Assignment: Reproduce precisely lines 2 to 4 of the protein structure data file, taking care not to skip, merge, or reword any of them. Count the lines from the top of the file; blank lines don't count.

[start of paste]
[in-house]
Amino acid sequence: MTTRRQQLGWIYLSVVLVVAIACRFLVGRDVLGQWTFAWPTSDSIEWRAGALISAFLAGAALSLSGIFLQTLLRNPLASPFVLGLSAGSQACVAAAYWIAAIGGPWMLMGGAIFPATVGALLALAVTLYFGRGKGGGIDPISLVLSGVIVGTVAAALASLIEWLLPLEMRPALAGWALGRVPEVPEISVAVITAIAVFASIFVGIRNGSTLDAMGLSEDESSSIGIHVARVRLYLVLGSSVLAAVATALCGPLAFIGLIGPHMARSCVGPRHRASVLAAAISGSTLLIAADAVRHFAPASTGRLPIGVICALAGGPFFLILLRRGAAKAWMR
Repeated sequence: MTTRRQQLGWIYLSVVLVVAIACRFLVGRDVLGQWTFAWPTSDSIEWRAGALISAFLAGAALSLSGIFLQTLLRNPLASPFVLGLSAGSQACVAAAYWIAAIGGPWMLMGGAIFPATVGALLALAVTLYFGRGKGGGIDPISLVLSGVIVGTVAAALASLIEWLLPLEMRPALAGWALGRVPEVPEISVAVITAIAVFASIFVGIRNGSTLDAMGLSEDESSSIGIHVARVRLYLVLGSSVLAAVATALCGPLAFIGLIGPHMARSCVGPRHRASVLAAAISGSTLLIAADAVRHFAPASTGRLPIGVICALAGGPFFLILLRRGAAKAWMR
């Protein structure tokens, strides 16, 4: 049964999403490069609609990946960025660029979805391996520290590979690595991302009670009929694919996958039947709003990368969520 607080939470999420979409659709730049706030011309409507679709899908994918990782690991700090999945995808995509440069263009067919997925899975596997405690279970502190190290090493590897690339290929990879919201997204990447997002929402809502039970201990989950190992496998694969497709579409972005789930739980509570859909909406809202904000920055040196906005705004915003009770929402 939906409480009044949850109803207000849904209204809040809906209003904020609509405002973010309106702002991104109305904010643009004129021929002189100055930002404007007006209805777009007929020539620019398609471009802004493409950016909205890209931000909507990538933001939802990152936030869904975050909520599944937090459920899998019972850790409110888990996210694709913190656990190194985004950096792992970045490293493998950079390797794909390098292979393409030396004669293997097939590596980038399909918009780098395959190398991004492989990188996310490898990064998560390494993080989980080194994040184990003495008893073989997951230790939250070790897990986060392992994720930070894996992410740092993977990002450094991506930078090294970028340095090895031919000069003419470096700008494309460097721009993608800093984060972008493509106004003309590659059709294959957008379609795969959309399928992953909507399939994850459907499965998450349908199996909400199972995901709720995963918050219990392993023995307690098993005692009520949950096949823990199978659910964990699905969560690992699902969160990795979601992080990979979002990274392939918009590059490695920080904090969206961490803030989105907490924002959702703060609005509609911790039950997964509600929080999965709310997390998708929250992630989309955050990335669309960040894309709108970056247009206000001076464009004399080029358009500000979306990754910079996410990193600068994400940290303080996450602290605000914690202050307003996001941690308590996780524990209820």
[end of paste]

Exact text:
Amino acid sequence: MTTRRQQLGWIYLSVVLVVAIACRFLVGRDVLGQWTFAWPTSDSIEWRAGALISAFLAGAALSLSGIFLQTLLRNPLASPFVLGLSAGSQACVAAAYWIAAIGGPWMLMGGAIFPATVGALLALAVTLYFGRGKGGGIDPISLVLSGVIVGTVAAALASLIEWLLPLEMRPALAGWALGRVPEVPEISVAVITAIAVFASIFVGIRNGSTLDAMGLSEDESSSIGIHVARVRLYLVLGSSVLAAVATALCGPLAFIGLIGPHMARSCVGPRHRASVLAAAISGSTLLIAADAVRHFAPASTGRLPIGVICALAGGPFFLILLRRGAAKAWMR
Repeated sequence: MTTRRQQLGWIYLSVVLVVAIACRFLVGRDVLGQWTFAWPTSDSIEWRAGALISAFLAGAALSLSGIFLQTLLRNPLASPFVLGLSAGSQACVAAAYWIAAIGGPWMLMGGAIFPATVGALLALAVTLYFGRGKGGGIDPISLVLSGVIVGTVAAALASLIEWLLPLEMRPALAGWALGRVPEVPEISVAVITAIAVFASIFVGIRNGSTLDAMGLSEDESSSIGIHVARVRLYLVLGSSVLAAVATALCGPLAFIGLIGPHMARSCVGPRHRASVLAAAISGSTLLIAADAVRHFAPASTGRLPIGVICALAGGPFFLILLRRGAAKAWMR
């Protein structure tokens, strides 16, 4: 049964999403490069609609990946960025660029979805391996520290590979690595991302009670009929694919996958039947709003990368969520 607080939470999420979409659709730049706030011309409507679709899908994918990782690991700090999945995808995509440069263009067919997925899975596997405690279970502190190290090493590897690339290929990879919201997204990447997002929402809502039970201990989950190992496998694969497709579409972005789930739980509570859909909406809202904000920055040196906005705004915003009770929402 939906409480009044949850109803207000849904209204809040809906209003904020609509405002973010309106702002991104109305904010643009004129021929002189100055930002404007007006209805777009007929020539620019398609471009802004493409950016909205890209931000909507990538933001939802990152936030869904975050909520599944937090459920899998019972850790409110888990996210694709913190656990190194985004950096792992970045490293493998950079390797794909390098292979393409030396004669293997097939590596980038399909918009780098395959190398991004492989990188996310490898990064998560390494993080989980080194994040184990003495008893073989997951230790939250070790897990986060392992994720930070894996992410740092993977990002450094991506930078090294970028340095090895031919000069003419470096700008494309460097721009993608800093984060972008493509106004003309590659059709294959957008379609795969959309399928992953909507399939994850459907499965998450349908199996909400199972995901709720995963918050219990392993023995307690098993005692009520949950096949823990199978659910964990699905969560690992699902969160990795979601992080990979979002990274392939918009590059490695920080904090969206961490803030989105907490924002959702703060609005509609911790039950997964509600929080999965709310997390998708929250992630989309955050990335669309960040894309709108970056247009206000001076464009004399080029358009500000979306990754910079996410990193600068994400940290303080996450602290605000914690202050307003996001941690308590996780524990209820």